damonk13 wrote:Yeah, I've known about them for quite a while, Gwalla, but still haven't decided really if I like them or not.
Sometimes I think he's making a decent point, but most times I find he's just restating the obvious.
Then again, what I find obvious after years and years of research and love for the craft, others may not, being new or younger or etc. His stuff does make for good "primer" material, and given the title of the column, I guess that's pretty darned appropriate.
And Gwalla -- you kinda disappeared during the con, man! I never got a chance to seriously sit down and have a huge chat on comics and theory! (or maybe that's why you hid from me?) ^_~
damonk13 wrote:Well, not having UC or RC on hand right now, and not owning any Sandman (but having read them all), I can say this: while McCloud doesn;t delve in great detail as to SPATIAL transitions, I believe he does mention them in passing.
The panels you mention from Sandman are still clear in my memory, and I feel they work more as temporal, though there is a spatial juxtaposition occuring as well. But the thing about those panels is that they are very much in accordance with a number of myths on Wyrd/Fate/the Sisters (etc.) in that the three are interchangeable and are really one in the same, while being simultaneously distinct, also. Nothing "revolutionary" is being done her panel-wise -- Gaiman just got Kieth (or whomever it was at this early juncture) to beautifully illustrate a myth element related to the Wyrd.
So what we see in those panels really is nothing more than a standard moment-by-moment temporal shift, with the sisters within the panels switching off of one another. Really, I'd argue that those panels follow the McCloud "big 6" panel measurements pretty darn accurately, despite the "Wyrd-ness" of it all.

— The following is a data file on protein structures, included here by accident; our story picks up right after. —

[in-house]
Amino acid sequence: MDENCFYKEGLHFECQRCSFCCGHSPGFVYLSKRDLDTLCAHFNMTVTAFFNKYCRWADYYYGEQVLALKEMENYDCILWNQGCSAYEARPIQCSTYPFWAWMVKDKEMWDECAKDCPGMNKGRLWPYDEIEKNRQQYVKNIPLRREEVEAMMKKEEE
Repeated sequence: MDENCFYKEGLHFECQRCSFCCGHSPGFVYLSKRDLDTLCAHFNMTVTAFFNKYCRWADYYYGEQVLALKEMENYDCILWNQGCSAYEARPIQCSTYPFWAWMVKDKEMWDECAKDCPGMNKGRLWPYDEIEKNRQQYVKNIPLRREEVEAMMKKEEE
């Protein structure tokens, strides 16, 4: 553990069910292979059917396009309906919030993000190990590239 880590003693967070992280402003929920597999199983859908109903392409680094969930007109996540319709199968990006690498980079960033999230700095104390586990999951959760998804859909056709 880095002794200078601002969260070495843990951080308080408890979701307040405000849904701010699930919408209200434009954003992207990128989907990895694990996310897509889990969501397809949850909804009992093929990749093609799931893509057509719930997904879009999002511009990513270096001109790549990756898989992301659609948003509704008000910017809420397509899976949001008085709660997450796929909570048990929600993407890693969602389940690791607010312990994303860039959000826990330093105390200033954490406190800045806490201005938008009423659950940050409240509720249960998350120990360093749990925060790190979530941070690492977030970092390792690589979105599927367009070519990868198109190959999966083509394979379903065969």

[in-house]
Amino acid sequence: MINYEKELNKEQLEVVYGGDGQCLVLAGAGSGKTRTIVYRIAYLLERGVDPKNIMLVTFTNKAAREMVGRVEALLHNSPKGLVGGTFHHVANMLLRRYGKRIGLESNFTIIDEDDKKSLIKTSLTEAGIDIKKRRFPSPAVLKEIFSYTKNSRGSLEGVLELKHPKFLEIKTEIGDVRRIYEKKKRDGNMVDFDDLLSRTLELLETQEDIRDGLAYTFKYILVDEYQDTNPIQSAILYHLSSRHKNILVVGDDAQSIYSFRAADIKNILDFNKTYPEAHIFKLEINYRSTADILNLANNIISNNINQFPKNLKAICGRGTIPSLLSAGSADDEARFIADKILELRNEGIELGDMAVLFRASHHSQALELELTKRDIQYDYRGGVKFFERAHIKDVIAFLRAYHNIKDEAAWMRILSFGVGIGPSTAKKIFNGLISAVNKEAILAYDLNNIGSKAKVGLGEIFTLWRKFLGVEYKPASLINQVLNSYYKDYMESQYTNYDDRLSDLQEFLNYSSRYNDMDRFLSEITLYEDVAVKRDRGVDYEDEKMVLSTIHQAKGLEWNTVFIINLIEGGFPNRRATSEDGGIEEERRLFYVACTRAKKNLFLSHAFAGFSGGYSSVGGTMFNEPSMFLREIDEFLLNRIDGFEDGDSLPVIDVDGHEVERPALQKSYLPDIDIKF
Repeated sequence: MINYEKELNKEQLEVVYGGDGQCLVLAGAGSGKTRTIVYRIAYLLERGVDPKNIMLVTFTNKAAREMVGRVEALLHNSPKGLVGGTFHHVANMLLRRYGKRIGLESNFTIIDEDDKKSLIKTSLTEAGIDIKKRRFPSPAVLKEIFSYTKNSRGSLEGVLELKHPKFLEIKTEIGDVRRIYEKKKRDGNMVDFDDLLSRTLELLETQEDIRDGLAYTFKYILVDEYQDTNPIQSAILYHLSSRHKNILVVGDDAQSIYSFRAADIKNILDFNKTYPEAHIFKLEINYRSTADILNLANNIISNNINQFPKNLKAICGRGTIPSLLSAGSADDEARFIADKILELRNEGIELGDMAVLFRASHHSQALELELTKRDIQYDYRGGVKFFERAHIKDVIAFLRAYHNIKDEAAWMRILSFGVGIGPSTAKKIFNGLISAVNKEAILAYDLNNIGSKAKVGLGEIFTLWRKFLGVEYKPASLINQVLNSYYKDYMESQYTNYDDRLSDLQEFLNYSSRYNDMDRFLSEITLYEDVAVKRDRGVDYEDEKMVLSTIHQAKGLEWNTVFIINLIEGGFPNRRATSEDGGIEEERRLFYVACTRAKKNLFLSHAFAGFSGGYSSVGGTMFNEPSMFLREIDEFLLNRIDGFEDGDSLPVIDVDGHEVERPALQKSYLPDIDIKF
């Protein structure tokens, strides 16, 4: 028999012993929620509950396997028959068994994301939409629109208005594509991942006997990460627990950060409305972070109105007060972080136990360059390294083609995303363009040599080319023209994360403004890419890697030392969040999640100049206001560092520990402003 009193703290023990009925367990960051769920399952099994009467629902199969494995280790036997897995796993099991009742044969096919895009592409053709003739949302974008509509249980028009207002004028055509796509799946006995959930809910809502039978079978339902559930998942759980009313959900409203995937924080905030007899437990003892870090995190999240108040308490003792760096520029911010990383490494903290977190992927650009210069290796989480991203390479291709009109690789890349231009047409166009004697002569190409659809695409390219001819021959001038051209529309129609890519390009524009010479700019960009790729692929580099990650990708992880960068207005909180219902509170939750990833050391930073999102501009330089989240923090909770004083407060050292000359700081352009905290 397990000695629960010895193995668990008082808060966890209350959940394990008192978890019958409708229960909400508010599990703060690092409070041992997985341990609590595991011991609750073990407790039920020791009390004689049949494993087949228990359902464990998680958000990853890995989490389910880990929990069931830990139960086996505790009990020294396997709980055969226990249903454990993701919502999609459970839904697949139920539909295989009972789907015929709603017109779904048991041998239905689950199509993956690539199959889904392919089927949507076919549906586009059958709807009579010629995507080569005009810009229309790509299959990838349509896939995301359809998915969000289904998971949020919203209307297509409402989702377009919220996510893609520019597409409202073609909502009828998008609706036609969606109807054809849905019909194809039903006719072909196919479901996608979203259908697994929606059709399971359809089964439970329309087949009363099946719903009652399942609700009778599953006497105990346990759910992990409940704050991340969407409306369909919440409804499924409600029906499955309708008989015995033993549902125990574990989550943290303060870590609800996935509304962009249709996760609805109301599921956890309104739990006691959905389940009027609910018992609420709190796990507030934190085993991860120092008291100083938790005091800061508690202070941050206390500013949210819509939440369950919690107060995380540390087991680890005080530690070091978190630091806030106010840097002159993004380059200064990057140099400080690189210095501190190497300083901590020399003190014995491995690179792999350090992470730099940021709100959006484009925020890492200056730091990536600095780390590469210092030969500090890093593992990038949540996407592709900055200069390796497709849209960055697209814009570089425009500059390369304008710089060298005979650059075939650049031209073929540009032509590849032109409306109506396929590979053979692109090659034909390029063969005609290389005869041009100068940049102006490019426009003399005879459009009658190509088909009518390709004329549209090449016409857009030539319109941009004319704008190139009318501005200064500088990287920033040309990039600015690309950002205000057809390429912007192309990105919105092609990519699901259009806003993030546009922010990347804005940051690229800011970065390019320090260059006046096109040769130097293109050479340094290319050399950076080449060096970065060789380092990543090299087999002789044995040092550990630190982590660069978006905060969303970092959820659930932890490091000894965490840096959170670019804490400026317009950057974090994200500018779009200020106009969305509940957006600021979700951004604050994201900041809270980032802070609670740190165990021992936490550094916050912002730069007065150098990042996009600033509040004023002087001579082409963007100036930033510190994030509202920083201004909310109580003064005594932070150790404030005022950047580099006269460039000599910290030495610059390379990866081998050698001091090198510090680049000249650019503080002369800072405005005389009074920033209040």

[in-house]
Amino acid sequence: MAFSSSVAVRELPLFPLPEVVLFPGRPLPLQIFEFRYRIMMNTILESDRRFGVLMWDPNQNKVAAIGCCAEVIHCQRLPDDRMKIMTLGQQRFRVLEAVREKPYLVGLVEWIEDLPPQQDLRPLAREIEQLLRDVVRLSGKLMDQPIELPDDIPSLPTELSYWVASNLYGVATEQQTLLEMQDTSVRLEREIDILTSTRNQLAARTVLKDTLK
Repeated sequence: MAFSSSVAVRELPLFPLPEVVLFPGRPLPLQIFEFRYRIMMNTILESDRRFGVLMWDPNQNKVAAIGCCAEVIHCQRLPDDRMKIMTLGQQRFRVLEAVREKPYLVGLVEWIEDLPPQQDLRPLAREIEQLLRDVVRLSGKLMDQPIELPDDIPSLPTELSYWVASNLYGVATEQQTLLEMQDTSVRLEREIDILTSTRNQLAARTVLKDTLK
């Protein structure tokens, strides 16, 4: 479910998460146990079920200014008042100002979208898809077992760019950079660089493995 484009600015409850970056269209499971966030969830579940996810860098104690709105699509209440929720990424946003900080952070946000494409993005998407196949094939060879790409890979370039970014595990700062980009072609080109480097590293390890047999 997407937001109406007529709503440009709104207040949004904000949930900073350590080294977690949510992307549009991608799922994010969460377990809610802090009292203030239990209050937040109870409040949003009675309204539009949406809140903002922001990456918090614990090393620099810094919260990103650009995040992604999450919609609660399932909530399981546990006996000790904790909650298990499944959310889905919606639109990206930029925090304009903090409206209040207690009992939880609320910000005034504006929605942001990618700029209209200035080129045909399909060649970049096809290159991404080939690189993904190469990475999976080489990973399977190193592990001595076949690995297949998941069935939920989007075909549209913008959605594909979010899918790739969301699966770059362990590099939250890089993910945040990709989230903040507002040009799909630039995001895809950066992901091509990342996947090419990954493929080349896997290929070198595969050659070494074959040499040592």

In the Watchmen, I'm not certain as to which of the panels you feel wouldn't fit in his suggested divisions, unless you meant as to how Moore set it up so that the panels are certainly NOT always chronologically juxtaposed (i.e., there are some past/present/future moments happening). While it's easier, perhaps to illustrate it, this is not something that is particulrly difficult to do in other forms or genres, such as prose or film, for example. Look at "Memento" as an EXCELLENT cinematographic use of skewed chronology to convey a compelling story.
In the end, you have to remember that McCloud only offered up 6 "basic" categories -- an attempted standard of measurements, if you will. It wouldn't be hard to divide those in all sorts of other submeasurements, and to quantify things with greater scrutiny.
But it's cool to see ya thinking about it -- can you think of other instances of when the basic standards of transition measurements don;t seem to apply?
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